ACT News


Sun-powered soldiers charge with solar backpacks

The Australian Army is just a couple of years away from potentially ditching the burden of heavy batteries thanks to the development of solar-powered backpacks.

Soldiers have recently tested out the flexible SLIVER solar-cell technology on a 72-hour training mission, giving it the go-ahead for commercial sale.

The six centimetre-long silicon cells might be small – at 1.5 millimetres wide they are thinner than human hair – but when combined they can power all sorts of electronics for years, from GPS devices to night-vision goggles.

ANU professor Andrew Blakers – who heads the Centre for Sustainable Energy Systems, which developed the technology – said the "backpacks" could not only lighten a soldier's load but extend the life of a mission.

"If you're carrying fewer batteries you either have a lower weight or you have the same weight but more endurance," he said.

"I've heard soldiers sometimes carry kilograms of batteries. If you can eliminate most of those batteries and replace them with rechargeable ones, you can save quite a lot.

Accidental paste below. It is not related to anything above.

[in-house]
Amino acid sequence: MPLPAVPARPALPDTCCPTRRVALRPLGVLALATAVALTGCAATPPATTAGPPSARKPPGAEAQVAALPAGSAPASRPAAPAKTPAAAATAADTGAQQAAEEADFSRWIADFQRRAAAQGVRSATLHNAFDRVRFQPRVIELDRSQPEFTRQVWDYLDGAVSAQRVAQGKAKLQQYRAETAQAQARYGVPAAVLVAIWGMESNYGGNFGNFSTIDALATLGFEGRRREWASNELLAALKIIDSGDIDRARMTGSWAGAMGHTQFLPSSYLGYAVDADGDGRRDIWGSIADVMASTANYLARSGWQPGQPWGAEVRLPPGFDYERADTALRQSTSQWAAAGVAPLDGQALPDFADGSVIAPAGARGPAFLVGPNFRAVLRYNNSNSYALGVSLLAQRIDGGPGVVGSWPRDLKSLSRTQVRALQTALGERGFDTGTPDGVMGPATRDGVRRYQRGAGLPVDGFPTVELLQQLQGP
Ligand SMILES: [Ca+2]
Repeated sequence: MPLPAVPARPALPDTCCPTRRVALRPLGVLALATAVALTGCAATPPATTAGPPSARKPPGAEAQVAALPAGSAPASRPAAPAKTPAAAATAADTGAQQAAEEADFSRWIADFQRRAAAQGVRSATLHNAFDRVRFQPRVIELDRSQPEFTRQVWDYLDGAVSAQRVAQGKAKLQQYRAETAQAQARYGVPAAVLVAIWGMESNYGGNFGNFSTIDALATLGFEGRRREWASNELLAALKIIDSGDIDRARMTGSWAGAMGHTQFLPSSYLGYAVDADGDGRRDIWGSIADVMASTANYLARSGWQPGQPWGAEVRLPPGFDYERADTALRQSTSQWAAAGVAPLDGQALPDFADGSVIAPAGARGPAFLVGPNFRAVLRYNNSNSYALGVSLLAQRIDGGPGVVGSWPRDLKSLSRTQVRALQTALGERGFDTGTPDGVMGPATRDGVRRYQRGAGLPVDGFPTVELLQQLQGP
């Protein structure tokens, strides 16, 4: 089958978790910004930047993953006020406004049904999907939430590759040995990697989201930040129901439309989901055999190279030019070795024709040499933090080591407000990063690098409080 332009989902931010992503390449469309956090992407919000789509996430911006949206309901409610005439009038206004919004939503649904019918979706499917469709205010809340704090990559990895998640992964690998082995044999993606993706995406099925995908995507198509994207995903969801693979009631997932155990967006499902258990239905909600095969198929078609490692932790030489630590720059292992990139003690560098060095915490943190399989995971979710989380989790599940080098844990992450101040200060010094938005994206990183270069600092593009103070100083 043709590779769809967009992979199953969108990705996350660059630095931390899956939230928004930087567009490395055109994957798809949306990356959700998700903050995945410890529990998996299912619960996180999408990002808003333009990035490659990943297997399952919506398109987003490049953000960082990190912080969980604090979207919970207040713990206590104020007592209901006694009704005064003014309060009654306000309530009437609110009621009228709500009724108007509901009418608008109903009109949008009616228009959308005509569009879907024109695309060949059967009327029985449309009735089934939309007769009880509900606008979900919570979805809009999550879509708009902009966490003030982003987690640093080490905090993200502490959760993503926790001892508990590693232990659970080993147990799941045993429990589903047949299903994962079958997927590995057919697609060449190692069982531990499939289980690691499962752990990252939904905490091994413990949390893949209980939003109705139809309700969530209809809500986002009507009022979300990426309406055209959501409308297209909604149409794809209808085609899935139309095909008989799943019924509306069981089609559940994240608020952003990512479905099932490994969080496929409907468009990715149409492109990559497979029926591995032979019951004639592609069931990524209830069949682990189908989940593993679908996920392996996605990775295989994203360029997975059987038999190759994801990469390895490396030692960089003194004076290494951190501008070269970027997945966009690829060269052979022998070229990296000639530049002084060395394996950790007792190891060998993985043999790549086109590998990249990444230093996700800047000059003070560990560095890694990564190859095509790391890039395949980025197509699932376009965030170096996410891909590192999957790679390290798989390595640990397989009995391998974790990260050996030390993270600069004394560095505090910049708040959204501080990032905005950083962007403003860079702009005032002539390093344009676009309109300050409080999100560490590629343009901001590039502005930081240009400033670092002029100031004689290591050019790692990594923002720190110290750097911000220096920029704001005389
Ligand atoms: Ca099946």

"On a long mission, the solar panel does not wear out, it just keeps going and going, so you can have electric power days into a mission – or weeks or months."

While full sunshine was best, the solar panels could limit or even eliminate the drain on batteries during cloudy weather, he said.

The technology has been developed as part of the $2.3-million Defence Science and Technology Organisation project in collaboration with the CSIRO and defence and security systems company Tectonica Australia.

With testing out of the way the university is set to commercialise the project outcomes with industrial partners.

While the solar cells are likely to hit the military market in the next two to three years, they, like many armed forces resources, are expected to attract a much broader customer base.  

"There is a vast number of civilian applications for something this lightweight and flexible," Professor Blakers said. 

"Soldiers in the field are not a lot different from bushwalkers in the field – you don't want to carry a glass module in your backpack."

ANU scientists originally developed the cells with glass – but their flexibility got the centre thinking about their potential with plastic.

The result is a flexible, lightweight technology that can be weaved into fabric, such as the wearable backpack-style technology tested by soldiers, or as a material that can be folded akin to a stack of cards and then deployed.

Professor Blakers said the panels could also power remote sensors, like micro cameras, for years.

"You can't do that with a battery."